Sri Lankan Cod Curry + Charred Green Beans

Eat Well Edibles Recipe

Earlier this week dark clouds nipped swiftly across the state — a soggy cold front that left the ground strewn with fallen leaves. How superbly autumn, I found myself thinking.

The days since are warm and bright, but I seize every opportunity, no matter how brief, to savor seasonal, Wisconsin-like temperatures. That includes loading up a menu with cold-weather meals. Welcome back (for now), comfort food.

For you today I have flaky, buttery cod in a creamy, warmly spiced curry sauce + deeply charred green beans dry-fried with lots of onion, ginger and more spices.

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North Indian Rajma (Punjab-Style Kidney Bean Masala Stew)

Eat Well Edibles Recipe

The cuisine of the Northern Indian region of Punjab is often rich and hearty, always bold in every sense: taste, texture, colors, aromas. Rustic yet lavish dishes are cooked in ways that incorporate strong ingredients like onion, ginger and garlic with generous, but precise, amounts of spices to enhance and perfectly balance the flavors.

Among the best-known Punjabi dishes are channa masala, various veg + non-veg versions of tikka korma, and my favoritebaigan bharta. It’s also believed that tandoor cooking, and thus, tandoori chicken, originated here.

Digging deeper, I made a surprisingly excellent discovery — a darkhorse in the vast Indian menu that quickly won our hearts and minds. And stomachs.

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Garam Masala

Eat Well Edibles Recipe

If you’ve seen our herb and spice collection — a full three-level cabinet + overflow in the pantry — you are well aware of my fascination at the limitless possibilities. Curiosity never killed the adventurous cook. (Unless it’s fugu. Don’t eat fugu.)

Originating in the Punjab region of Northern India, garam masala is composed of familiar spices in a blend that may not be established in your kitchen. Yet.

The name literally translates to “hot spices,” but it’s more a deep warmth than fiery heat. Must-haves are cinnamon, black peppercorns, cardamom, nutmeg, and coriander. Ginger, cloves and mace typically find their way in as well. Maybe cumin, caraway, or nigella seed (also called black cumin, or kalonji).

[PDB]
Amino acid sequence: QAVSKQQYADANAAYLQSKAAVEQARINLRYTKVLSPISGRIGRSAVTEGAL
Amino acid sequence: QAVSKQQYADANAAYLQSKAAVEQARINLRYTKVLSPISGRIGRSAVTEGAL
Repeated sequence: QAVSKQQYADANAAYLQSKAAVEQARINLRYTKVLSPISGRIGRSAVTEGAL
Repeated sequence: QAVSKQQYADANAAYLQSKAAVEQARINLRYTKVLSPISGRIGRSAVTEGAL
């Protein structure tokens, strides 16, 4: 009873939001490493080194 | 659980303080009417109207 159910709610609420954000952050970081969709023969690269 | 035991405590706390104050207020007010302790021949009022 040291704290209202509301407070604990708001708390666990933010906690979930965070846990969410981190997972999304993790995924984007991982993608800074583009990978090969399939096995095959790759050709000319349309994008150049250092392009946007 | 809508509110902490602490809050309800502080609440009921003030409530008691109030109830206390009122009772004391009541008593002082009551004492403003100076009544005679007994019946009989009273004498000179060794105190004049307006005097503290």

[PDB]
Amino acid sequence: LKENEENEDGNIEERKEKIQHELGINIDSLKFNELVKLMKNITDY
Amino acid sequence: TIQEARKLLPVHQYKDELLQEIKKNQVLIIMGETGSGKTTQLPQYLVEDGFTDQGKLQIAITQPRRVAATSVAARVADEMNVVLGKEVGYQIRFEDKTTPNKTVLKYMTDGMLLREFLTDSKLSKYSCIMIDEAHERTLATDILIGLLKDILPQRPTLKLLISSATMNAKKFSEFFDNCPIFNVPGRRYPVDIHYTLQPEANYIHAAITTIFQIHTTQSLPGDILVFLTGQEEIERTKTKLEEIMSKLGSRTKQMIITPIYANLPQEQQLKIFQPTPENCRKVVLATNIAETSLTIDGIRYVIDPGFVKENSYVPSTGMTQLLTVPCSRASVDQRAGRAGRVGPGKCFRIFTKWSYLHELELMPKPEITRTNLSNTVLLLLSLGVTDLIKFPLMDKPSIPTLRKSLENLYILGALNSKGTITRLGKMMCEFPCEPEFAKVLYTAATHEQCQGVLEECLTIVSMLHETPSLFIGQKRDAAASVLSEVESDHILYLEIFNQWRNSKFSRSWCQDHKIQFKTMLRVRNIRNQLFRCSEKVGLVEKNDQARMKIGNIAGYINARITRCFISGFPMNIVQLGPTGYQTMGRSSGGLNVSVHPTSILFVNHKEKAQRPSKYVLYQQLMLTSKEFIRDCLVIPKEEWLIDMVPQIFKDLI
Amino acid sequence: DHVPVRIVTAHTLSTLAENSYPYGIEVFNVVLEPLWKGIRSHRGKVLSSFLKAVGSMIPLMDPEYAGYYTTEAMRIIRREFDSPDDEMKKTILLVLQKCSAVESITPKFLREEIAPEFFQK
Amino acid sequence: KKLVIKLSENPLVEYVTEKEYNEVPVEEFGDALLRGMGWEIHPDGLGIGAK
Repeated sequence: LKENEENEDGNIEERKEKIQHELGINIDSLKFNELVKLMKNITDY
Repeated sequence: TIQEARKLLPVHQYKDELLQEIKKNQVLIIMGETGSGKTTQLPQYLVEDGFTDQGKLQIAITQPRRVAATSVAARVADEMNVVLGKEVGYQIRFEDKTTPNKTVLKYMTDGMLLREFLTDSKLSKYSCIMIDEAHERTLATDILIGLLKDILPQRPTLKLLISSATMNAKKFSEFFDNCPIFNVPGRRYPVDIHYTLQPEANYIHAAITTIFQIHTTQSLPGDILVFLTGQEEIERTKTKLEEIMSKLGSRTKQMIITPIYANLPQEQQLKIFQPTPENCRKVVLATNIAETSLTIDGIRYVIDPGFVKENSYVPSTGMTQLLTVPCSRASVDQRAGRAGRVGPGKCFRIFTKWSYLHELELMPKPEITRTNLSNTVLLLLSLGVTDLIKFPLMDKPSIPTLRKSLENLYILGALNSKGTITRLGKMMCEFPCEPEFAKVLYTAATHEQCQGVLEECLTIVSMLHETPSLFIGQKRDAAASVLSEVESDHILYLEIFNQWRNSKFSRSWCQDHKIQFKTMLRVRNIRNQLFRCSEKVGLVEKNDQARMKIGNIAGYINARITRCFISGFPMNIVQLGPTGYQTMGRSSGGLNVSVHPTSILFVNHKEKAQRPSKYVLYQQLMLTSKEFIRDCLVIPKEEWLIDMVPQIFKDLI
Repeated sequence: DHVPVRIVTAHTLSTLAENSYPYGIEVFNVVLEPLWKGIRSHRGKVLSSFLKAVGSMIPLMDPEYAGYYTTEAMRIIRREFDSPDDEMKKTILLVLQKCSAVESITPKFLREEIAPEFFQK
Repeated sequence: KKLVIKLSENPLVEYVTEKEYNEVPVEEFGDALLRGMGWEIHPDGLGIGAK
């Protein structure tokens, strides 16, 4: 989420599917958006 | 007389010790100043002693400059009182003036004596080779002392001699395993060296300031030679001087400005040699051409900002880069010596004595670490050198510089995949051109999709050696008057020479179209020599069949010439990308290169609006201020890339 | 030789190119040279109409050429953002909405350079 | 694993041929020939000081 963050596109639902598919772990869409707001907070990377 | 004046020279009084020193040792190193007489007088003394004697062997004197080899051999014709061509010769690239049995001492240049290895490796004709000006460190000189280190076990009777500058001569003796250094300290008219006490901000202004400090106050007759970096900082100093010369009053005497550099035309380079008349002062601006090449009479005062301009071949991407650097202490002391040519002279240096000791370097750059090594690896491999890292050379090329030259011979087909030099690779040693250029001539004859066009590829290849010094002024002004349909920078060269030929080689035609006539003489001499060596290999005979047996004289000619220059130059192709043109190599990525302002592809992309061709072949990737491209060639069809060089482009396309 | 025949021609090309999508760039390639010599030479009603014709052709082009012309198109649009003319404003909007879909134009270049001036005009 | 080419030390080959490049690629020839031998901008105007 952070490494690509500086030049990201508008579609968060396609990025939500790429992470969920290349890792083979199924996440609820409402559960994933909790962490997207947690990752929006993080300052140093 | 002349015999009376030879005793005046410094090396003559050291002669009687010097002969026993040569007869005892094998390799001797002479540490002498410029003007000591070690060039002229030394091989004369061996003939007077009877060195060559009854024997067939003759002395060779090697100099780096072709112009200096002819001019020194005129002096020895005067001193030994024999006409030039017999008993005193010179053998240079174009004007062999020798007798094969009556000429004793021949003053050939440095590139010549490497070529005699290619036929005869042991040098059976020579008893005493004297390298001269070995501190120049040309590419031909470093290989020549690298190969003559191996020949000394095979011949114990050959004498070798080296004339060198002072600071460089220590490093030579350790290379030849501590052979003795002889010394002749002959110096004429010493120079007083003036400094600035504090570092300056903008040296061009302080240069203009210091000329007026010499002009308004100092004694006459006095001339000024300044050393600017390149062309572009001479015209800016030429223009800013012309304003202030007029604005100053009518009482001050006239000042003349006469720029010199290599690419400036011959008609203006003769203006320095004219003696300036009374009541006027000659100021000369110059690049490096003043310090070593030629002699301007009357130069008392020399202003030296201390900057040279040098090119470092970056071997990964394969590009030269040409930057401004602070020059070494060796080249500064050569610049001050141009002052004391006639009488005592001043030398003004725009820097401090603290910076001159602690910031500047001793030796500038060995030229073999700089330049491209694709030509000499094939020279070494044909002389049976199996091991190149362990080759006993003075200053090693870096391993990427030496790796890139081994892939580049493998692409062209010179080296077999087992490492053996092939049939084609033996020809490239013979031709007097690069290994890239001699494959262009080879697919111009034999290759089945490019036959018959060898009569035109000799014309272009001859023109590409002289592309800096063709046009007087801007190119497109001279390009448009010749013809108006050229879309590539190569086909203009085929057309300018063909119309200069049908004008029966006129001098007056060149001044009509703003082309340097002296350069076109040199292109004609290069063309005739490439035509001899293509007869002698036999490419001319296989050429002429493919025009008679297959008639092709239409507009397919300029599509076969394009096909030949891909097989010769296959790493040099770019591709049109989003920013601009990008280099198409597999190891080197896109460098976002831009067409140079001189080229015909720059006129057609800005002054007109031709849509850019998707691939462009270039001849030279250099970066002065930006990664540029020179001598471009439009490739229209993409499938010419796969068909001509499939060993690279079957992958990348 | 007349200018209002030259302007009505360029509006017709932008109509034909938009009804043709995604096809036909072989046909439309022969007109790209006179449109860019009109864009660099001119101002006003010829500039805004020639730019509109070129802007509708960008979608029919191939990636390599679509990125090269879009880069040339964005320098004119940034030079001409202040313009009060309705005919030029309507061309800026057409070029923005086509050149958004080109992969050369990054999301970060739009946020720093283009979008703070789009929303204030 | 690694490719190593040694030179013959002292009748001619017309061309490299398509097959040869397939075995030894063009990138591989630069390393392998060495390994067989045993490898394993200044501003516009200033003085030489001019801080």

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Chana Dal with Spinach, Cucumber and Pomegranate

Eat Well Edibles Recipe

The vast majority of Indian recipes involve lengthy lists of dried spices, fresh and dried herbs, and other flavor-building bases. These are intense and delicious. Then there are those others, relying on elegant simplicity that, despite employing only a few ingredients, are still complex and immensely satisfying.

Today’s is one of those more simplistic recipes, in time for lighter fare desired for warmer afternoons and evenings. The ingredients can be varied for enjoyment any day of the year, though, and you’ll see some of my recommendations below.

Moong dal

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Fragrant Indian Basmati Rice Pilaf

Eat Well Edibles Recipe

I credit my family’s appreciation for global cuisines to the trip my dad made to India for work about ten years ago. Sure, we grew up eating a variety of Mexican, Chinese and some German foods, but for the most part, everything was as Americanized as it could get. We didn’t truly begin exploring traditional dishes from around the world until the months leading up to his journey. For that, I am grateful.

We covered the world in our kitchen, and Indian was our jumping off point. Spicy chillies, kaffir lime or curry leaves, assertive ginger and turmeric, fresh coconut, earthy cumin and coriander, popped mustard seeds, and fragrant cinnamon and cardamom were all unique and unforgettable new flavors. There were also new breads like naan and roti. New meat dishes like lamb curries and Tandoori chicken. New desserts like gulab jamun and halwa. And new grains like aromatic long-grain Basmati rice.

All these years later, Basmati is a pantry staple for my husband and me, and finds its way onto our table all year round. It’s especially comforting on cold nights like we’ve endured recently. The secret to this fragrant Indian pilaf is frying the spices together with the onion, garlic, chillies and ginger prior to adding the rice, giving it the right amount of heat and a wonderfully complex flavor. The finished dish is warming and satisfying.

Basmati Pilaf_ingredients

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